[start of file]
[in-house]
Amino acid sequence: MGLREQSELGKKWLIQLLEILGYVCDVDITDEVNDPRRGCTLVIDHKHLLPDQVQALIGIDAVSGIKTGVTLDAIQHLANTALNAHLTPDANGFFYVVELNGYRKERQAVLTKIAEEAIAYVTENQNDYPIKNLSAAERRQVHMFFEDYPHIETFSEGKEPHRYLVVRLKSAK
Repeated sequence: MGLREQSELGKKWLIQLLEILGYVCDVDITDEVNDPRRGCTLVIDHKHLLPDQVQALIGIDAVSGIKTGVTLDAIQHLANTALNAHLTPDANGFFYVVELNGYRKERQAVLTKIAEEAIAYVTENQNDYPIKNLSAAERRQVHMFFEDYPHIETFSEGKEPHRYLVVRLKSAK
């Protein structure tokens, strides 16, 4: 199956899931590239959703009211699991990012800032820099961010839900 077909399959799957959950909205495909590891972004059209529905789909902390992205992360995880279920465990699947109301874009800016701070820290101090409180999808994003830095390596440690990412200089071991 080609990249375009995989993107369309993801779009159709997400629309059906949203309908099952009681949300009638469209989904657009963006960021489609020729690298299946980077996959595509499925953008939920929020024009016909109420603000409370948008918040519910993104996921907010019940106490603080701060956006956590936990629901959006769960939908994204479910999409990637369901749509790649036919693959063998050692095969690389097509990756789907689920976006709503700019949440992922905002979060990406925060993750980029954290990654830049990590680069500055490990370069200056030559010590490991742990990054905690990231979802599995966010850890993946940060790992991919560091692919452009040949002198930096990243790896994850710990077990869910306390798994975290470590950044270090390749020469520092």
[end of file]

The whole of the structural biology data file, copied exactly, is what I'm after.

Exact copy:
[in-house]
Amino acid sequence: MGLREQSELGKKWLIQLLEILGYVCDVDITDEVNDPRRGCTLVIDHKHLLPDQVQALIGIDAVSGIKTGVTLDAIQHLANTALNAHLTPDANGFFYVVELNGYRKERQAVLTKIAEEAIAYVTENQNDYPIKNLSAAERRQVHMFFEDYPHIETFSEGKEPHRYLVVRLKSAK
Repeated sequence: MGLREQSELGKKWLIQLLEILGYVCDVDITDEVNDPRRGCTLVIDHKHLLPDQVQALIGIDAVSGIKTGVTLDAIQHLANTALNAHLTPDANGFFYVVELNGYRKERQAVLTKIAEEAIAYVTENQNDYPIKNLSAAERRQVHMFFEDYPHIETFSEGKEPHRYLVVRLKSAK
């Protein structure tokens, strides 16, 4: 199956899931590239959703009211699991990012800032820099961010839900 077909399959799957959950909205495909590891972004059209529905789909902390992205992360995880279920465990699947109301874009800016701070820290101090409180999808994003830095390596440690990412200089071991 080609990249375009995989993107369309993801779009159709997400629309059906949203309908099952009681949300009638469209989904657009963006960021489609020729690298299946980077996959595509499925953008939920929020024009016909109420603000409370948008918040519910993104996921907010019940106490603080701060956006956590936990629901959006769960939908994204479910999409990637369901749509790649036919693959063998050692095969690389097509990756789907689920976006709503700019949440992922905002979060990406925060993750980029954290990654830049990590680069500055490990370069200056030559010590490991742990990054905690990231979802599995966010850890993946940060790992991919560091692919452009040949002198930096990243790896994850710990077990869910306390798994975290470590950044270090390749020469520092």